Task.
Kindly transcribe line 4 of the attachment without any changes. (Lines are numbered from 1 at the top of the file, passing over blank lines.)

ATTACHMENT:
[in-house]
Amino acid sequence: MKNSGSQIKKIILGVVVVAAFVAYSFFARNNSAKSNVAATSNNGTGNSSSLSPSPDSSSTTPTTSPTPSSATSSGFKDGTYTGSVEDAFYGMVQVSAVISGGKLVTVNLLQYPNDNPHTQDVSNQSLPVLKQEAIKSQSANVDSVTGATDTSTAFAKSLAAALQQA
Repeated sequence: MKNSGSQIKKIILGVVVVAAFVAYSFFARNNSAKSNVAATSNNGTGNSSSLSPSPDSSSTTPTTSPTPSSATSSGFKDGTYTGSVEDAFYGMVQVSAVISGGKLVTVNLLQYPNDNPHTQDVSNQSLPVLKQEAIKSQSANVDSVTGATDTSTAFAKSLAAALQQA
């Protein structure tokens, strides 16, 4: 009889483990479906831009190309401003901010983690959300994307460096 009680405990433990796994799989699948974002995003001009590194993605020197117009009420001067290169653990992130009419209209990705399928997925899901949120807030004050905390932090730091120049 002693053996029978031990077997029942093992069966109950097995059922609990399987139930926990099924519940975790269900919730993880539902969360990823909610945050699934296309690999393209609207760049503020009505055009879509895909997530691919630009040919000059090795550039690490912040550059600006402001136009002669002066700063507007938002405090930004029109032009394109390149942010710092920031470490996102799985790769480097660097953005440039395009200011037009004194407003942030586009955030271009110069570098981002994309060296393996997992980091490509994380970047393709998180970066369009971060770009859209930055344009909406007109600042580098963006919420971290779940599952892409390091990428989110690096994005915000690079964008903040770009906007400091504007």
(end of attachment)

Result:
């Protein structure tokens, strides 16, 4: 009889483990479906831009190309401003901010983690959300994307460096 009680405990433990796994799989699948974002995003001009590194993605020197117009009420001067290169653990992130009419209209990705399928997925899901949120807030004050905390932090730091120049 002693053996029978031990077997029942093992069966109950097995059922609990399987139930926990099924519940975790269900919730993880539902969360990823909610945050699934296309690999393209609207760049503020009505055009879509895909997530691919630009040919000059090795550039690490912040550059600006402001136009002669002066700063507007938002405090930004029109032009394109390149942010710092920031470490996102799985790769480097660097953005440039395009200011037009004194407003942030586009955030271009110069570098981002994309060296393996997992980091490509994380970047393709998180970066369009971060770009859209930055344009909406007109600042580098963006919420971290779940599952892409390091990428989110690096994005915000690079964008903040770009906007400091504007």